Ben Oostdam story # 532


Copper, Gold, and Politics combined with
Environmental and Human Degradation


Wealth and poverty, cheek by jowl
For nearly forty years, the operations of Freeport
have provided the Indonesian state with substantial
earnings in the form of royalties, dividends and
taxes, becoming by far the country’s largest taxpayer.

According to a statement by the company earlier this
year, Freeport paid a total of $1.8 billion 
(Rp 17 trillion) to the Indonesian government in 2007,
consisting of corporate income tax, employee income tax,
regional tax and other taxes totalling $1.4 billion,
royalties of $164 million and dividends worth $216 million.

  This was higher than in 2006 when the figure was
$1.6 billion. These figures show a hefty increase from
its payments to Jakarta in the previous five years
when the total was $6.9 billion.xvi

Freeport chairman, Jim-Bob Moffett and the company’s
chief executive officer, Richard Adkherson, have pocketed
huge earnings. According to a federal regulatory filing
in June last year, Moffett’s earnings totalled
$32.8 million in 2006, consisting of $2.6 million in
salary, and $27,400,000 in cash incentive payments.
He also received $234,864 in above-market or 
preferential earnings on deferred compensation and
$2,331,292 in perquisites and other compensation,
including contributions to his retirement plans,
$278,644 in personal use of company aircraft,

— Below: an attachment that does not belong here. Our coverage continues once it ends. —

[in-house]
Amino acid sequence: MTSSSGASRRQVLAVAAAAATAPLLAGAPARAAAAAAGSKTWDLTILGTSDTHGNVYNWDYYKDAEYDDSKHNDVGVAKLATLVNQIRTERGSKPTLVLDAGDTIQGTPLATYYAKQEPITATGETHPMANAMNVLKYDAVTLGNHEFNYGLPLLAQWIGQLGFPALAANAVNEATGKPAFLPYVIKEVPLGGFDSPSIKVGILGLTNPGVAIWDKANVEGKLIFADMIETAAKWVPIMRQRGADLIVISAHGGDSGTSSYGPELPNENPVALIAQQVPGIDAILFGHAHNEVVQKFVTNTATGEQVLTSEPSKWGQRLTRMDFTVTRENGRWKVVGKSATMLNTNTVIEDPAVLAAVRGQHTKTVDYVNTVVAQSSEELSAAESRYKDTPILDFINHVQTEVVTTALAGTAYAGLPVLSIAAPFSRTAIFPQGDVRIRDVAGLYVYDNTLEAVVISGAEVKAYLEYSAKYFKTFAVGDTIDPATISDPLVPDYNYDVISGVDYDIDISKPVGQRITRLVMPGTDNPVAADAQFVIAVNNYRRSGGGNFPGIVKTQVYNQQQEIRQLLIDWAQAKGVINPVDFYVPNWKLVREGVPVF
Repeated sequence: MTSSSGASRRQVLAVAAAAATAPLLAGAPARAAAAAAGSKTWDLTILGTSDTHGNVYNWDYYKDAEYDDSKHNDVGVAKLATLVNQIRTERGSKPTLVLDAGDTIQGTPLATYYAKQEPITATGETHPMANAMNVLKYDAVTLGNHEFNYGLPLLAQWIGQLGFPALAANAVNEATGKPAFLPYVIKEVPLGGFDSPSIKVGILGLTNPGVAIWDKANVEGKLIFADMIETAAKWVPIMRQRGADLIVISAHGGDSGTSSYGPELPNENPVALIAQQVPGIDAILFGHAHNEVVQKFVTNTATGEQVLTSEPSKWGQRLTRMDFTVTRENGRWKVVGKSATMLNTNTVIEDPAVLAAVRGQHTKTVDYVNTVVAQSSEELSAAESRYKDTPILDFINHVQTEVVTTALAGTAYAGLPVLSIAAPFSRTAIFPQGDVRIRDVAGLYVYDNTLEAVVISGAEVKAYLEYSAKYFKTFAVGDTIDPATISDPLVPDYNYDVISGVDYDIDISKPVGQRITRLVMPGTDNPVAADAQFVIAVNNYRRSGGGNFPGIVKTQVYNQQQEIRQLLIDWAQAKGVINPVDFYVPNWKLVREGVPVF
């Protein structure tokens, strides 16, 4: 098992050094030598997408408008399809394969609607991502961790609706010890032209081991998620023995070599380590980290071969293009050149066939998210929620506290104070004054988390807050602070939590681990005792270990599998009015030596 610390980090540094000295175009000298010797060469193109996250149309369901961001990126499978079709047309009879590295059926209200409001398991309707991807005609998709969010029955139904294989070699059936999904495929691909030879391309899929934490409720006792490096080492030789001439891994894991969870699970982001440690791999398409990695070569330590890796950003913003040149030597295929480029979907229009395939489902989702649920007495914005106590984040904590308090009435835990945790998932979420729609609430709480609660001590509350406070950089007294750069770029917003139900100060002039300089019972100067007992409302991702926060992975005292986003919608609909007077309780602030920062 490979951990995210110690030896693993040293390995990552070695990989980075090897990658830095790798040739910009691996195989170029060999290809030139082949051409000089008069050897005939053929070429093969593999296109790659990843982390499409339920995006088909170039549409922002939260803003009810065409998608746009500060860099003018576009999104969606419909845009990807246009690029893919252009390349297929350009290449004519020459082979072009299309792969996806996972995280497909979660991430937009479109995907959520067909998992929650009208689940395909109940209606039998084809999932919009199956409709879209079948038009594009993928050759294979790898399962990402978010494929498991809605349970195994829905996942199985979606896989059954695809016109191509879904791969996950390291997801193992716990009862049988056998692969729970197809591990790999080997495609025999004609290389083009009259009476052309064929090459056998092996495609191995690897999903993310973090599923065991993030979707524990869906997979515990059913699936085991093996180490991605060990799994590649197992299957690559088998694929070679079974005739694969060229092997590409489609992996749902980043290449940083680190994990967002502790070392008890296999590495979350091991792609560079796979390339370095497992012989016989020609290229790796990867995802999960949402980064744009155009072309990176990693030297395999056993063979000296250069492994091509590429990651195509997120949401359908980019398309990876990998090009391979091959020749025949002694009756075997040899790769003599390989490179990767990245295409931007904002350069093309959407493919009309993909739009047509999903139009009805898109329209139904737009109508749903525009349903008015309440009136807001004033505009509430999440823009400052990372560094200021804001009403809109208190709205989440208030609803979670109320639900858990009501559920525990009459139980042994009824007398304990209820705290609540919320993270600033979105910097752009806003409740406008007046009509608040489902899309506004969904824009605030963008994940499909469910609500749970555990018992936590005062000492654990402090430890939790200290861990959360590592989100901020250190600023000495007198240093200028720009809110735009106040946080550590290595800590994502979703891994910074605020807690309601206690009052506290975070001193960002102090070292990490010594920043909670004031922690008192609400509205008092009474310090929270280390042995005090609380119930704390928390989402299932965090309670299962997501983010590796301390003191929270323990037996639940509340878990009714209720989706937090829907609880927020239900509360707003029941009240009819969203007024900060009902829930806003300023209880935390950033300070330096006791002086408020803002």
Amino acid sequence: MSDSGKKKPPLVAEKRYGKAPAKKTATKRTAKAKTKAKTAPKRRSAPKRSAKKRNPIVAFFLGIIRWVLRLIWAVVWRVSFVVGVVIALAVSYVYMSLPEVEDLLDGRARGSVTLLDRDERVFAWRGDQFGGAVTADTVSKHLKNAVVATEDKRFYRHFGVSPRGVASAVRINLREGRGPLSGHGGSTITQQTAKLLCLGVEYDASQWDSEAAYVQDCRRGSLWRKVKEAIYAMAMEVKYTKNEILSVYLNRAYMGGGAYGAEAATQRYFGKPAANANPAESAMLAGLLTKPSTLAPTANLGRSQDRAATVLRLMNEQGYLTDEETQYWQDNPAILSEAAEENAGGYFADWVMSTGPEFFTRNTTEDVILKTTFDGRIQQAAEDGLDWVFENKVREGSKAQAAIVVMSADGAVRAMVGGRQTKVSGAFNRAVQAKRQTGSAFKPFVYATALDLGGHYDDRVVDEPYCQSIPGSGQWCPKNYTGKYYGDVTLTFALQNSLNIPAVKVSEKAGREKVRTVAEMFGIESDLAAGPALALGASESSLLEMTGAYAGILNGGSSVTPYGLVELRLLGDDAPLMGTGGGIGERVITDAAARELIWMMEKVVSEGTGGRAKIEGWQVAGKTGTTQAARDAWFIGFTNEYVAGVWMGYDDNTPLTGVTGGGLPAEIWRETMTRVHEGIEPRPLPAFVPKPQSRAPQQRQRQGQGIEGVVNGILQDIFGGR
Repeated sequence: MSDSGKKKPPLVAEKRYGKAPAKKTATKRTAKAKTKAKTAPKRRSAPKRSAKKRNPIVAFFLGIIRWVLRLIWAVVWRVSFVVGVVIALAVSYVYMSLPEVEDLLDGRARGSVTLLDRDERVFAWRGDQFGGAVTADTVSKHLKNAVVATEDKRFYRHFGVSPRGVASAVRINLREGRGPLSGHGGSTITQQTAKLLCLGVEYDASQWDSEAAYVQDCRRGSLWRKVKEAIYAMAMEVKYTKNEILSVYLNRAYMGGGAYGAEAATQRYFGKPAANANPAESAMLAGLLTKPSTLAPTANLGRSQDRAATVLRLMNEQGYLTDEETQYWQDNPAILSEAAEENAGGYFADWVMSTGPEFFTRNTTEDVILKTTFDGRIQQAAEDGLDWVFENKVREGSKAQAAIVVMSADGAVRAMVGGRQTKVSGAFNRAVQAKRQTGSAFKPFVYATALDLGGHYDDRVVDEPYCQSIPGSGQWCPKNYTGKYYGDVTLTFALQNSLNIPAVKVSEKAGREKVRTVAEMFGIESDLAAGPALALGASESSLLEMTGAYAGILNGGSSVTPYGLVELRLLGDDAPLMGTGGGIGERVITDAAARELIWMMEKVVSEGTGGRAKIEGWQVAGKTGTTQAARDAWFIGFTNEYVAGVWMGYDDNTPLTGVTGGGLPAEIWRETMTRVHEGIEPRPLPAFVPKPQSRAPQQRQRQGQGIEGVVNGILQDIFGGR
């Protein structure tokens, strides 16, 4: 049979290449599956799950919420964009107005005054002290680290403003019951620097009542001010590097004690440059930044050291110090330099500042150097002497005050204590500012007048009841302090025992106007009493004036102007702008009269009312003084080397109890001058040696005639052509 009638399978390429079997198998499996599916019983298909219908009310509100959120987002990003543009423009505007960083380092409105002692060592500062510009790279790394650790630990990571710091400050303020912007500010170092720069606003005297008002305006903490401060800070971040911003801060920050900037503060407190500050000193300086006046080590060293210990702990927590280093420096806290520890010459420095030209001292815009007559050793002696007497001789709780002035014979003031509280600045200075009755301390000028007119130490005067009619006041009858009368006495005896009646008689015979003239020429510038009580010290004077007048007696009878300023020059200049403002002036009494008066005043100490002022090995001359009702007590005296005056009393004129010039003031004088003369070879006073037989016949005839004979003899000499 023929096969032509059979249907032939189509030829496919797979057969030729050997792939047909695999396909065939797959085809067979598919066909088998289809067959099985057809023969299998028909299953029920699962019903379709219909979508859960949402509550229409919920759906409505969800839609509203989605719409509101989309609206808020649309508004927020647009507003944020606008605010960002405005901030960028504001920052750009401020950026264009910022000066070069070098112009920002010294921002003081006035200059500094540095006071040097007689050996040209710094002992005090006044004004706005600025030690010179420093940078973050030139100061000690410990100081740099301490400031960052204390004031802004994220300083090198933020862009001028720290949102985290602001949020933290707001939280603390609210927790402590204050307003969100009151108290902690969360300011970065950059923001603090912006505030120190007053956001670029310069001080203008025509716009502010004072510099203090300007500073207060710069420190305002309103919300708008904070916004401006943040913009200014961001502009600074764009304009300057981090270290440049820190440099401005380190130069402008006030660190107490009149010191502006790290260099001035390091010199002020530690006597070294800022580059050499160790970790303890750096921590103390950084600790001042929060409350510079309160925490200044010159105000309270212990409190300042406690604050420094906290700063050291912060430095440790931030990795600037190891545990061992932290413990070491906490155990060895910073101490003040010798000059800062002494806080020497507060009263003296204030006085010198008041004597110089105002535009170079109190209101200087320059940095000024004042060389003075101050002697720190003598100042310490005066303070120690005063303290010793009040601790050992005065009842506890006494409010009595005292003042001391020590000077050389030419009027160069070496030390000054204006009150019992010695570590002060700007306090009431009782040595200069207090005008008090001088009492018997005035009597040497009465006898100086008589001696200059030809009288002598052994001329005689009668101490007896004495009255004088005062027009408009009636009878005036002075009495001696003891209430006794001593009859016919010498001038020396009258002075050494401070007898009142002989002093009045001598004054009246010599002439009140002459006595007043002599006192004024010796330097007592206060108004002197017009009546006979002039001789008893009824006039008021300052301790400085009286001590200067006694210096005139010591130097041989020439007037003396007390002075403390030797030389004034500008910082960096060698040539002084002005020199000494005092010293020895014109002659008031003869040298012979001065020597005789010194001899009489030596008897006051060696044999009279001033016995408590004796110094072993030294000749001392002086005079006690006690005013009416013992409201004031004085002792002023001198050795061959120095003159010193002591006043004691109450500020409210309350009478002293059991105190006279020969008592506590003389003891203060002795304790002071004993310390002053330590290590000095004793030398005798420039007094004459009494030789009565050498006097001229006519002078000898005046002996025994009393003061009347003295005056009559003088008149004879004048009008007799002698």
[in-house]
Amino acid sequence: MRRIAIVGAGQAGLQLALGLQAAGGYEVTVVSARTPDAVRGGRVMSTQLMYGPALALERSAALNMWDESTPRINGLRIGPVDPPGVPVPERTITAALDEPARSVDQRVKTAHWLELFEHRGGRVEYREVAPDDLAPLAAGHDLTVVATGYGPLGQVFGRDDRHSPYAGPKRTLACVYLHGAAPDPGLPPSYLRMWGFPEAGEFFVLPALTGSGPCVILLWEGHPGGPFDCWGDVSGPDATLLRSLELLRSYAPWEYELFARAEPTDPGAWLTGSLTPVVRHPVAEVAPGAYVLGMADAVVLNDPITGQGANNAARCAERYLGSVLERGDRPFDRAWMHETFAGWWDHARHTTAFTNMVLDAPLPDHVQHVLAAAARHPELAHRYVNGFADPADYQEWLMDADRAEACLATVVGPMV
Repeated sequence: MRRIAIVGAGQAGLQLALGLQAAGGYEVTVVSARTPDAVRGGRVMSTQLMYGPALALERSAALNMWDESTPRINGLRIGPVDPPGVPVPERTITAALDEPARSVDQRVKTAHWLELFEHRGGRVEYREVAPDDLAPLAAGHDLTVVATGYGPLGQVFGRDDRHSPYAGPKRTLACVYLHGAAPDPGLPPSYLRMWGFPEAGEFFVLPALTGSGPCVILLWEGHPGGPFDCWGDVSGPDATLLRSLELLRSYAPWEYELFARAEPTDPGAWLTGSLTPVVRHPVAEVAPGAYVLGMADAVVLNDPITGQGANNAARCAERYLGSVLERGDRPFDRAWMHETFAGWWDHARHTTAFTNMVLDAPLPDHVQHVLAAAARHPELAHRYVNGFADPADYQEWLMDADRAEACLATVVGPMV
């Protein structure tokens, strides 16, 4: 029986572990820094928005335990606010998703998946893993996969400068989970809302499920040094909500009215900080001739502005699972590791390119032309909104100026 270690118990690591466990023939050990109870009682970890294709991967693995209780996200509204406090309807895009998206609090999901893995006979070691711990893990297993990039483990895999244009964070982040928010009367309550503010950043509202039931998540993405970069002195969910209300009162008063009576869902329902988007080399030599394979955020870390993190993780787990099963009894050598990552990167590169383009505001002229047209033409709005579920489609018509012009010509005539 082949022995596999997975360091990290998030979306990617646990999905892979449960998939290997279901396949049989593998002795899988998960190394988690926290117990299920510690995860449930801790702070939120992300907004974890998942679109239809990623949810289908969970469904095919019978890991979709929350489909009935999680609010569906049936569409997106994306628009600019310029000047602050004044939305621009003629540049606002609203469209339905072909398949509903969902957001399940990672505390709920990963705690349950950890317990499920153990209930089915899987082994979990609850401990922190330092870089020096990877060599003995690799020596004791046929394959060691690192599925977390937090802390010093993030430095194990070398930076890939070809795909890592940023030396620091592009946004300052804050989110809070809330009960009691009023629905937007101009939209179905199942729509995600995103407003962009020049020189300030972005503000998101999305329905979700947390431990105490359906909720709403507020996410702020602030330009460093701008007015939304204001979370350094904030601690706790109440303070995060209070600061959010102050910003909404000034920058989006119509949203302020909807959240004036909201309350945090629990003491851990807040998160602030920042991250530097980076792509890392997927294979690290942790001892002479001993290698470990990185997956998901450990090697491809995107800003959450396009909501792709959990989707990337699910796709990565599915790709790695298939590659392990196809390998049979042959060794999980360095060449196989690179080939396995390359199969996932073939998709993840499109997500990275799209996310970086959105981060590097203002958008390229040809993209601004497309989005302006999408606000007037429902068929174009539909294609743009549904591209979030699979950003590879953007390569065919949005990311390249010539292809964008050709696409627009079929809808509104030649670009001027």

and $92,532 in insurance premiums.
The chief executive had to make do with a bit less,
earning a salary of $1.25 million, $3,532,000 in cash
incentives and stock awards with an estimated value
of $18,048,000, plus more than $2 million in deferred
compensation and contributions to his retirement plans.

As for Papuans whose resources these men have plundered
for so many years, the vast majority are poor by any
standards and still worse, they are becoming
marginalized in their homeland with the arrival of
hundreds of thousands of migrants from other parts
of Indonesia. Poverty is the fate even of Papuans
living in the vicinity of Freeport.
According to the Mimika Statistics Agency, more than
half the population in the regency, which is where
Freeport is located, live below the poverty line.
As many as 28,000 of the 45,000 families are poor
and lack access to health care. M
Many of the houses in Timika as well as in Kwamki
Lama villages, Karaka Island and Asmat village
in East Mimika district are unsuitable for habitation.
‘Mimika is one of the biggest mining areas in the
world but its people are still categorised as poor.’

 According to research carried out in 2002,
 health service care in Papua ‘is below acceptable
 standards’. The investigation concluded that
 36.1% of Papuans had no access to health facilities
 while 61.6% had no access to clean water.
 The percentage of undernourished children under
 five was 28.3%.xvii

Following the political demise of Suharto,
there were calls for the contract with Freeport to be
renegotiated but these have led nowhere.
One government minister said that pressure on
Freeport might damage Indonesia’s reputation
in the eyes of other potential foreign investors.

Suharto’s generous giveaway to a far-away US mining
company was nothing less than the rape of Papua,
assets stolen from the people of Papua that left
them destitute and deprived them of the right to
determine how, by whom or indeed whether their 
natural resources should be exploited.
(Left) : Satellite Map
downstream from Grasberg:
tailings in purple


Papua Pride, November 28, 2009
Freeport - McMoRan - by Wikipedia
Grasberg Mine Pit - by Wikipedia
Environmental Damage at Grasberg
Visit to Grasberg -
by Dr. Kurt Friehauf
of Kutztown University, PA

Satellite Map

BLO fecit 20091104 - stories